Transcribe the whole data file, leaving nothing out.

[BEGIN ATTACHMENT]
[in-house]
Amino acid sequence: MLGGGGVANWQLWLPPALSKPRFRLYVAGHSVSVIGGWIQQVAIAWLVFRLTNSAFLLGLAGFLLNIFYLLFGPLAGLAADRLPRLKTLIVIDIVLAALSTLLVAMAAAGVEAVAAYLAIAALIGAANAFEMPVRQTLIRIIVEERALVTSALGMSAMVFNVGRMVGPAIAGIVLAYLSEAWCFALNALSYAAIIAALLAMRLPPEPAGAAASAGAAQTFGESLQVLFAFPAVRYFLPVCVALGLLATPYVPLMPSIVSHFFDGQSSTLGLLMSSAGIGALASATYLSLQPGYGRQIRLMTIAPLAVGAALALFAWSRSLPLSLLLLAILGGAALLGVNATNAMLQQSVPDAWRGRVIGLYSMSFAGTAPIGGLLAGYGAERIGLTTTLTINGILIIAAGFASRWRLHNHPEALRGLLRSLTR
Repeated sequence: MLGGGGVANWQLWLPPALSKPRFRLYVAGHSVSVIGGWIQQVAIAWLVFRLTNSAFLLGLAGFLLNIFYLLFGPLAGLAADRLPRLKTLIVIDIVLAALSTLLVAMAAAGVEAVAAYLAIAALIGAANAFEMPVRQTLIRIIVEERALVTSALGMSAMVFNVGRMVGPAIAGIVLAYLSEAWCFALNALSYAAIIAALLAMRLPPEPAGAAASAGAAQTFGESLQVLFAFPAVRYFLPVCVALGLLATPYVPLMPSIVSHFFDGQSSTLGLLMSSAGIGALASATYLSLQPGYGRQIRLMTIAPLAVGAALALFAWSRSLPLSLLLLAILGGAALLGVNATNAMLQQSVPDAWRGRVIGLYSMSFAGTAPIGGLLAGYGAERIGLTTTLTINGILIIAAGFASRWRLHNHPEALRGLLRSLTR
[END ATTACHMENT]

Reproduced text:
[in-house]
Amino acid sequence: MLGGGGVANWQLWLPPALSKPRFRLYVAGHSVSVIGGWIQQVAIAWLVFRLTNSAFLLGLAGFLLNIFYLLFGPLAGLAADRLPRLKTLIVIDIVLAALSTLLVAMAAAGVEAVAAYLAIAALIGAANAFEMPVRQTLIRIIVEERALVTSALGMSAMVFNVGRMVGPAIAGIVLAYLSEAWCFALNALSYAAIIAALLAMRLPPEPAGAAASAGAAQTFGESLQVLFAFPAVRYFLPVCVALGLLATPYVPLMPSIVSHFFDGQSSTLGLLMSSAGIGALASATYLSLQPGYGRQIRLMTIAPLAVGAALALFAWSRSLPLSLLLLAILGGAALLGVNATNAMLQQSVPDAWRGRVIGLYSMSFAGTAPIGGLLAGYGAERIGLTTTLTINGILIIAAGFASRWRLHNHPEALRGLLRSLTR
Repeated sequence: MLGGGGVANWQLWLPPALSKPRFRLYVAGHSVSVIGGWIQQVAIAWLVFRLTNSAFLLGLAGFLLNIFYLLFGPLAGLAADRLPRLKTLIVIDIVLAALSTLLVAMAAAGVEAVAAYLAIAALIGAANAFEMPVRQTLIRIIVEERALVTSALGMSAMVFNVGRMVGPAIAGIVLAYLSEAWCFALNALSYAAIIAALLAMRLPPEPAGAAASAGAAQTFGESLQVLFAFPAVRYFLPVCVALGLLATPYVPLMPSIVSHFFDGQSSTLGLLMSSAGIGALASATYLSLQPGYGRQIRLMTIAPLAVGAALALFAWSRSLPLSLLLLAILGGAALLGVNATNAMLQQSVPDAWRGRVIGLYSMSFAGTAPIGGLLAGYGAERIGLTTTLTINGILIIAAGFASRWRLHNHPEALRGLLRSLTR